A panel discussion about the future of the food service sector in Europe
There is no doubt that the COVID-19 crisis is having a devastating effect on the hospitality sector in Europe. Long-lasting closures and the lack of clear perspectives for a safe and reliable reopening are taking a toll on hundreds of thousands of restaurants and their direct suppliers. Only continued support, including long-term investments in modernisation and sustainability, could save a vital sector of our economies and societies.
A roadmap beyond Covid-19
On 27 January, METRO together with the media network Euractiv brought together representatives from the EU institutions and stakeholders from the European hospitality sector to discuss the challenges and needs to get back on its feet again.
One thing was clear from the beginning of the discussion: As the Vice-Chair of the Transport and Tourism Committee of the European Parliament István Uhjelyi mentioned, we all miss those dinners with family and friends in our favourite restaurant or the after-work drink with colleagues at the bar just around the corner. Mr Uhjelyi advocated for a smart reopening that includes a stepwise strategy, in order to give clear perspectives (and hope!) to restaurateurs and entrepreneurs in the sector.
Perspective for reopening
Marie Audren, Director-General of the European association for hotels, restaurants and cafés, HOTREC, also highlighted the essential role that hospitality plays as a social glue for citizens. As a sector representative, she was very clear when stated that businesses will need continued support, even after reopening, to unlock the entrepreneurial spirit in the post-Covid world.
Éric Poirier, COO at METRO AG, mentioned three fundamental conditions for the recovery of hospitality: 1. Policymakers must provide and clearly communicate on a perspective for reopening as soon as the conditions allowed, this should not be delayed indefinitely; 2. Financial support goes beyond short-terms credits and loans, but rather focus on direct subsidies and investments; 3. We should all bear in mind, that the current closures of restaurants are having a knock-on effect on the whole supply chain for gastronomy, especially on small producers and suppliers.
The opportunities that innovation and digitalisation offer to the sector has never been more obvious that during this pandemic. Take-away and delivery have become the lifeline for restaurants in the last few months, said Marie Audren.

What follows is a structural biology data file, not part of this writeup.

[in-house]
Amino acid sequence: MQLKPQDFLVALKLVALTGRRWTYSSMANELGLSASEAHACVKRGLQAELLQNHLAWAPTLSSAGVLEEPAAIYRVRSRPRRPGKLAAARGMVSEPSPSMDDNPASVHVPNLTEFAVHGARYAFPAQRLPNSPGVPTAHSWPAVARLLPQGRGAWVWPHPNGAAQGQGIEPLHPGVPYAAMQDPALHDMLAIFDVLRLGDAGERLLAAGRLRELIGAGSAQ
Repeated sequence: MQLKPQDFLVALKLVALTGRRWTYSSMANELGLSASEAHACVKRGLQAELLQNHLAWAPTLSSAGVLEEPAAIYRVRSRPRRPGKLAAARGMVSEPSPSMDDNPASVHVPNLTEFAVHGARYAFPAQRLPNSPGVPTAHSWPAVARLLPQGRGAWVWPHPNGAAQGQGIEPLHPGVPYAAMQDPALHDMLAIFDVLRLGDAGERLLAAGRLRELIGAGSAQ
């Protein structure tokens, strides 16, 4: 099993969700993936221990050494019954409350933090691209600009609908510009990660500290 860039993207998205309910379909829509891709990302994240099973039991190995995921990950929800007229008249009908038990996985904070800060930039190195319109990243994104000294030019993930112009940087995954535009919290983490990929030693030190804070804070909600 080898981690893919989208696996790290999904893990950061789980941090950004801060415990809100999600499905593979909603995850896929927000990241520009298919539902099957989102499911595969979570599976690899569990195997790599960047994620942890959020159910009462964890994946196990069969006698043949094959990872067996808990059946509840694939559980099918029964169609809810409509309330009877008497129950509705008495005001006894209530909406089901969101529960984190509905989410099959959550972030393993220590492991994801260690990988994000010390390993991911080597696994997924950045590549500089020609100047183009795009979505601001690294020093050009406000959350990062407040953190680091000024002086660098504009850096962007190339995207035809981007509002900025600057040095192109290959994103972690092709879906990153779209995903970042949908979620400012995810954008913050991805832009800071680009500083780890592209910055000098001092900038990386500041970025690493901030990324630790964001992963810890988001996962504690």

However, some operators charge restaurant owners abusive fees for their services. As an alternative, Hospitality.Digital has recently launched DISH Order, a tool that can be integrated into the restaurant website, so that customers can order directly from the restaurant, either for take-away or delivery.
More sustainable gastronomy please
Sustainability was another keyword that came up several times during the debate. Claire Bury, Deputy-Director of Food & Sustainability of the European Commission, called on hospitality entrepreneurs to embrace the opportunity that the Farm-to-Fork strategy represents to move towards a more sustainable food system in Europe, in which gastronomy plays a key role. Peter Schmidt, from the European Economic and Social Committee (EESC), mentioned that sustainability should also entail an economic dimension, including better social protection of hospitality’s employees.
In their closing remarks, the speakers wanted to emphasise their confidence in the recovery of the sector, but only if we put in place now the right policies and support measures, in order to allow restaurateurs to invest in their future. This will be vital to bring people together and life back to our city centres.
“Let’s not forget that gastronomy is a fundamental part of our European way of life”, concluded the moderator Dave Keating.